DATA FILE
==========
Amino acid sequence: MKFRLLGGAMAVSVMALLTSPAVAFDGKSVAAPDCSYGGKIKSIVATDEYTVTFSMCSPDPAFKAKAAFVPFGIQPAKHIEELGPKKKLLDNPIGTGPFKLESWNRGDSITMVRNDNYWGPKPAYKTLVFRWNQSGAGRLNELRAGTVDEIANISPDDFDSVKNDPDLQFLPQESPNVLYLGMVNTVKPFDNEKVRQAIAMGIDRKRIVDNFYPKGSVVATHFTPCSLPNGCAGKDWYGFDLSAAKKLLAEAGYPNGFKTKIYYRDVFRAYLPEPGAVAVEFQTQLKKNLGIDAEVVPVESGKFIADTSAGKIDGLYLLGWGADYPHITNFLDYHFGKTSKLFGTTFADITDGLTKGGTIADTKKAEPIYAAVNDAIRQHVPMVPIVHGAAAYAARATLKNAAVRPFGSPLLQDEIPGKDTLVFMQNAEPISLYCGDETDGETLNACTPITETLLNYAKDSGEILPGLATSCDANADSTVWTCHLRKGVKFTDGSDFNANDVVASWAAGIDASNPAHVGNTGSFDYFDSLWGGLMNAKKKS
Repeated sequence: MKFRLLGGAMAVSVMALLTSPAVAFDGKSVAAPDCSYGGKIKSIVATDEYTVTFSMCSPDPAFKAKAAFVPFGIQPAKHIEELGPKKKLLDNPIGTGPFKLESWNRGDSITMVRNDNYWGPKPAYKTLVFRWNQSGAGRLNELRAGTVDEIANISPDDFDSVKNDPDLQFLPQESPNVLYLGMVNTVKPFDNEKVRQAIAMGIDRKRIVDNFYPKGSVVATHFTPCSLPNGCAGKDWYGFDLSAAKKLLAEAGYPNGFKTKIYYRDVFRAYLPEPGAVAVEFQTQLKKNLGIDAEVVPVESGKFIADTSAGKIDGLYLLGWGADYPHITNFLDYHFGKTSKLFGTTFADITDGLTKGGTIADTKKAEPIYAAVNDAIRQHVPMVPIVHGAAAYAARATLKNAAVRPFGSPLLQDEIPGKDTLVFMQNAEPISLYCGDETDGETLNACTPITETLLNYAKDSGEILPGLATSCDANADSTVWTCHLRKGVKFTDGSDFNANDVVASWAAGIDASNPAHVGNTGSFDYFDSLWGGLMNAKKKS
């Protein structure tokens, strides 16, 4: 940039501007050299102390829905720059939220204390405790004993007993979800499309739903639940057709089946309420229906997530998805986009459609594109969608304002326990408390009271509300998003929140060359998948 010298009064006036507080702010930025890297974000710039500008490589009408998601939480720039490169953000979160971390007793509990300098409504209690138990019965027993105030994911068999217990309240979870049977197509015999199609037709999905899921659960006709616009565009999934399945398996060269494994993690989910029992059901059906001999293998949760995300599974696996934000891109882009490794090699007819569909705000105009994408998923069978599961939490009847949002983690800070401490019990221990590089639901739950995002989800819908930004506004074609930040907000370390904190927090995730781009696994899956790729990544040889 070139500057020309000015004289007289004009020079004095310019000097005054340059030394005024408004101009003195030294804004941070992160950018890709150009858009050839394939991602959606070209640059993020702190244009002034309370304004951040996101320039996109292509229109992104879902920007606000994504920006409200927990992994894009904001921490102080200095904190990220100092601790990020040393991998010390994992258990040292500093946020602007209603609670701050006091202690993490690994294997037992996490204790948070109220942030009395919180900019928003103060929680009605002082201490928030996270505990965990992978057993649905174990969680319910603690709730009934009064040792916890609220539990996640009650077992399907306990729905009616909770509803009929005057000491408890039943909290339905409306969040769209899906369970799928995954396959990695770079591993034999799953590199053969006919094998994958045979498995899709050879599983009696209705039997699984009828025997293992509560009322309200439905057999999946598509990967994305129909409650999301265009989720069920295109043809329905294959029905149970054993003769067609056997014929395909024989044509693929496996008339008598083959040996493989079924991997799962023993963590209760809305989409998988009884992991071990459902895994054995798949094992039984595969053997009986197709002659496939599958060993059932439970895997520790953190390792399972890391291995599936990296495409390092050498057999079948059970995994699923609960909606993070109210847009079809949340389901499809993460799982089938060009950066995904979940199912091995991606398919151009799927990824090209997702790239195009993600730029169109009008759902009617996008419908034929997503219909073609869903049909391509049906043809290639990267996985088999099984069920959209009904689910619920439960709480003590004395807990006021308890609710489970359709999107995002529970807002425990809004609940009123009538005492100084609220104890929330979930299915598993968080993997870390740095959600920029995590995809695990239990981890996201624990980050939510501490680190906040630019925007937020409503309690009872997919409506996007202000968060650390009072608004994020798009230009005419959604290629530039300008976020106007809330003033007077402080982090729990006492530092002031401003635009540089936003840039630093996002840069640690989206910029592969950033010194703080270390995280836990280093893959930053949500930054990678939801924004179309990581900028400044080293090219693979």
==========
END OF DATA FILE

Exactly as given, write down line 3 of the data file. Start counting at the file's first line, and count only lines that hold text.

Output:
């Protein structure tokens, strides 16, 4: 940039501007050299102390829905720059939220204390405790004993007993979800499309739903639940057709089946309420229906997530998805986009459609594109969608304002326990408390009271509300998003929140060359998948 010298009064006036507080702010930025890297974000710039500008490589009408998601939480720039490169953000979160971390007793509990300098409504209690138990019965027993105030994911068999217990309240979870049977197509015999199609037709999905899921659960006709616009565009999934399945398996060269494994993690989910029992059901059906001999293998949760995300599974696996934000891109882009490794090699007819569909705000105009994408998923069978599961939490009847949002983690800070401490019990221990590089639901739950995002989800819908930004506004074609930040907000370390904190927090995730781009696994899956790729990544040889 070139500057020309000015004289007289004009020079004095310019000097005054340059030394005024408004101009003195030294804004941070992160950018890709150009858009050839394939991602959606070209640059993020702190244009002034309370304004951040996101320039996109292509229109992104879902920007606000994504920006409200927990992994894009904001921490102080200095904190990220100092601790990020040393991998010390994992258990040292500093946020602007209603609670701050006091202690993490690994294997037992996490204790948070109220942030009395919180900019928003103060929680009605002082201490928030996270505990965990992978057993649905174990969680319910603690709730009934009064040792916890609220539990996640009650077992399907306990729905009616909770509803009929005057000491408890039943909290339905409306969040769209899906369970799928995954396959990695770079591993034999799953590199053969006919094998994958045979498995899709050879599983009696209705039997699984009828025997293992509560009322309200439905057999999946598509990967994305129909409650999301265009989720069920295109043809329905294959029905149970054993003769067609056997014929395909024989044509693929496996008339008598083959040996493989079924991997799962023993963590209760809305989409998988009884992991071990459902895994054995798949094992039984595969053997009986197709002659496939599958060993059932439970895997520790953190390792399972890391291995599936990296495409390092050498057999079948059970995994699923609960909606993070109210847009079809949340389901499809993460799982089938060009950066995904979940199912091995991606398919151009799927990824090209997702790239195009993600730029169109009008759902009617996008419908034929997503219909073609869903049909391509049906043809290639990267996985088999099984069920959209009904689910619920439960709480003590004395807990006021308890609710489970359709999107995002529970807002425990809004609940009123009538005492100084609220104890929330979930299915598993968080993997870390740095959600920029995590995809695990239990981890996201624990980050939510501490680190906040630019925007937020409503309690009872997919409506996007202000968060650390009072608004994020798009230009005419959604290629530039300008976020106007809330003033007077402080982090729990006492530092002031401003635009540089936003840039630093996002840069640690989206910029592969950033010194703080270390995280836990280093893959930053949500930054990678939801924004179309990581900028400044080293090219693979």